FIG. 17. Ferrule raw material
FIG. 19. Ferrule painting
FIG. 18. Ferrule stamping machine
FIG. 20. Making erasers
FIG. 21. A pile of plugs
While the pencil cores and wood slats are being processed, there are other steps of the pencil making process that are being performed simultaneously. Sanford also manufactures the ferrules and erasers at the site. In figure 17 you can see a spool of aluminum tape, about one inch wide, being fed into an enclosed machine. This is a ferrule stamping machine. There are several of these machines lined up in a row - they are extrememly noisy, so they are kept in sound-deadening enclosures. Figure 18 shows a closeup of the machine taken through the window of the enclosure. There is some blurring because the machine was in operation and some parts were moving. At right you can see the aluminum tape entering the first station, which punches a hole and cuts off a piece. Each station successively draws the piece into a cylinder, until the last station, at left, knurls and ejects the ferrule. There were several large drums of ferrules setting nearby. Many of these ferrules are used as-is, but some are finished further with plating and paint striping. Figure 19 shows the ferrule striping machine. Those who are familiar with brand-name pencils will recognize these as the ferrules used on the Mirado brand.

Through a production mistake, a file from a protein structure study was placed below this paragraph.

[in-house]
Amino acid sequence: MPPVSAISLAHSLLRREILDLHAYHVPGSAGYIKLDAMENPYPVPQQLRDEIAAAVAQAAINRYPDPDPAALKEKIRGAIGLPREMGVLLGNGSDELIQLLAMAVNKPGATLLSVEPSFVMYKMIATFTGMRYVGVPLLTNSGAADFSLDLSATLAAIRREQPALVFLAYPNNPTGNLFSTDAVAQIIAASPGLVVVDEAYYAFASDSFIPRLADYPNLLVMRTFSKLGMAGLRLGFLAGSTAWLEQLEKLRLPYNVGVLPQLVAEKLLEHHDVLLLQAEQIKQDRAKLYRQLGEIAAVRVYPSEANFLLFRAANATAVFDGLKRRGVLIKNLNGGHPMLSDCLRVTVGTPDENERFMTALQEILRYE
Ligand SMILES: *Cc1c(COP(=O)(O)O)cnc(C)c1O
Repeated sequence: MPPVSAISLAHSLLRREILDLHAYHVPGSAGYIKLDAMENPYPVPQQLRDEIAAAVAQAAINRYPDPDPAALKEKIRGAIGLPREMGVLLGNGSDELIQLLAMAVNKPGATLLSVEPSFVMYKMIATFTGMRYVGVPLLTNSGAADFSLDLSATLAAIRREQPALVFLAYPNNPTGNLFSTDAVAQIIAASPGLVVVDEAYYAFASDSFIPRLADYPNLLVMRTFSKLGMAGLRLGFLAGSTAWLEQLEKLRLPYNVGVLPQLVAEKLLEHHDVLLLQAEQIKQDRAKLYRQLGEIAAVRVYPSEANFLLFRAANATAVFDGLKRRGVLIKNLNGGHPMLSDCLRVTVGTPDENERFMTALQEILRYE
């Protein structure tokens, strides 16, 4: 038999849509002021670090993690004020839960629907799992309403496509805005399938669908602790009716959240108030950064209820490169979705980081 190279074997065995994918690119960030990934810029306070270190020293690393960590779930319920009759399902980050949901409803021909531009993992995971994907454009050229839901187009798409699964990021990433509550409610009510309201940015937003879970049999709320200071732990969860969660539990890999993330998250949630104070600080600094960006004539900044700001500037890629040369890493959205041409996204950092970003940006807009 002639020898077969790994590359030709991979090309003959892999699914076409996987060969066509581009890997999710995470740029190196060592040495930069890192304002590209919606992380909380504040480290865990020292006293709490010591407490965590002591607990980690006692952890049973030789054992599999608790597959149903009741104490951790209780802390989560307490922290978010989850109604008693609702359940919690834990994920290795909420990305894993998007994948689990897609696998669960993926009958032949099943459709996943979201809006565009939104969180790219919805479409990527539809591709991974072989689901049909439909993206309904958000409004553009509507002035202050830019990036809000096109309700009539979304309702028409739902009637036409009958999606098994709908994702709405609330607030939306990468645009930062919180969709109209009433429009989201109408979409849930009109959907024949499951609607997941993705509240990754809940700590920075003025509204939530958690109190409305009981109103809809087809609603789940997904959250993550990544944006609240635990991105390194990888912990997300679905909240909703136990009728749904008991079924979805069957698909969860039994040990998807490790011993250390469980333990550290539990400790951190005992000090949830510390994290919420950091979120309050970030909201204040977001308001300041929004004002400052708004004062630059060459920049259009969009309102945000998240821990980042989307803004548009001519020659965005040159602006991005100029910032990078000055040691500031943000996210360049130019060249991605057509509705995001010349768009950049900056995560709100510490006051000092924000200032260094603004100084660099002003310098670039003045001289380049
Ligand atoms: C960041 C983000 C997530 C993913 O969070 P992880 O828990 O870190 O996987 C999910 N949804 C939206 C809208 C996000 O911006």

Figure 20 is a machine that produces eraser plugs. At the far end, there is a hopper containing the raw materials. These are fed into an oven to melt them, then the mixture is formed into a long rope. Zooming into a section of Fig. 20, you can see the 'rope' emerging from the oven. The 'rope' then feeds through a curing/cooling chamber and emerges momentarily before entering the cutting section. Finally, you can see, in Figure 20, the cut eraser 'plugs' dropping out the end into a tub. These plugs are later dumped into a tumbler where they are tumbled around for a while to round off the corners. Figure 21 shows a large container of millions of plugs.